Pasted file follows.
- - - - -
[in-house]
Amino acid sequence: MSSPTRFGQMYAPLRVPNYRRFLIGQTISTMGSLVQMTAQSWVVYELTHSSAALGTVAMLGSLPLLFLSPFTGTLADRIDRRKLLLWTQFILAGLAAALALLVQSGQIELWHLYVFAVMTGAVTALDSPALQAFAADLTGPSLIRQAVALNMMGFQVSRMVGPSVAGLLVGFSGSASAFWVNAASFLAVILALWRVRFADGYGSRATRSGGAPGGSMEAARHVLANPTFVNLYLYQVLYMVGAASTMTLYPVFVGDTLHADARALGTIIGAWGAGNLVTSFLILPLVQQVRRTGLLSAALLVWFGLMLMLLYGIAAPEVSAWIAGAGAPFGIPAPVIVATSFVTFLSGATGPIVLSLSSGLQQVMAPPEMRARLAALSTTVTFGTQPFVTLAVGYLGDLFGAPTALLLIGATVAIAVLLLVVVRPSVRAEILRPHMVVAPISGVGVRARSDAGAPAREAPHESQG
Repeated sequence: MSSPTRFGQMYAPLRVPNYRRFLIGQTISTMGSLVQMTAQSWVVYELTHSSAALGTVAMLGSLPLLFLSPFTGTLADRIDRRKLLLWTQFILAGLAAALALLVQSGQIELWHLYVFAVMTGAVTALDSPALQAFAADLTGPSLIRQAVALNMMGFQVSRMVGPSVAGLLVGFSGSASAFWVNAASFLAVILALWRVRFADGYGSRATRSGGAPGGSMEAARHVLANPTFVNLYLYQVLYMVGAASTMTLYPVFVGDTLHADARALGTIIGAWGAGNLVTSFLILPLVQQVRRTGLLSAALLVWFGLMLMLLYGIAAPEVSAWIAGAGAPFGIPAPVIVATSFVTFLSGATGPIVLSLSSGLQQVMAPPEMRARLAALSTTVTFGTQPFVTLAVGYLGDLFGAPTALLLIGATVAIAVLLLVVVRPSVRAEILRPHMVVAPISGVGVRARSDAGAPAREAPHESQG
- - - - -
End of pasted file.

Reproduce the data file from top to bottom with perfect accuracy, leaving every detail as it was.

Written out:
[in-house]
Amino acid sequence: MSSPTRFGQMYAPLRVPNYRRFLIGQTISTMGSLVQMTAQSWVVYELTHSSAALGTVAMLGSLPLLFLSPFTGTLADRIDRRKLLLWTQFILAGLAAALALLVQSGQIELWHLYVFAVMTGAVTALDSPALQAFAADLTGPSLIRQAVALNMMGFQVSRMVGPSVAGLLVGFSGSASAFWVNAASFLAVILALWRVRFADGYGSRATRSGGAPGGSMEAARHVLANPTFVNLYLYQVLYMVGAASTMTLYPVFVGDTLHADARALGTIIGAWGAGNLVTSFLILPLVQQVRRTGLLSAALLVWFGLMLMLLYGIAAPEVSAWIAGAGAPFGIPAPVIVATSFVTFLSGATGPIVLSLSSGLQQVMAPPEMRARLAALSTTVTFGTQPFVTLAVGYLGDLFGAPTALLLIGATVAIAVLLLVVVRPSVRAEILRPHMVVAPISGVGVRARSDAGAPAREAPHESQG
Repeated sequence: MSSPTRFGQMYAPLRVPNYRRFLIGQTISTMGSLVQMTAQSWVVYELTHSSAALGTVAMLGSLPLLFLSPFTGTLADRIDRRKLLLWTQFILAGLAAALALLVQSGQIELWHLYVFAVMTGAVTALDSPALQAFAADLTGPSLIRQAVALNMMGFQVSRMVGPSVAGLLVGFSGSASAFWVNAASFLAVILALWRVRFADGYGSRATRSGGAPGGSMEAARHVLANPTFVNLYLYQVLYMVGAASTMTLYPVFVGDTLHADARALGTIIGAWGAGNLVTSFLILPLVQQVRRTGLLSAALLVWFGLMLMLLYGIAAPEVSAWIAGAGAPFGIPAPVIVATSFVTFLSGATGPIVLSLSSGLQQVMAPPEMRARLAALSTTVTFGTQPFVTLAVGYLGDLFGAPTALLLIGATVAIAVLLLVVVRPSVRAEILRPHMVVAPISGVGVRARSDAGAPAREAPHESQG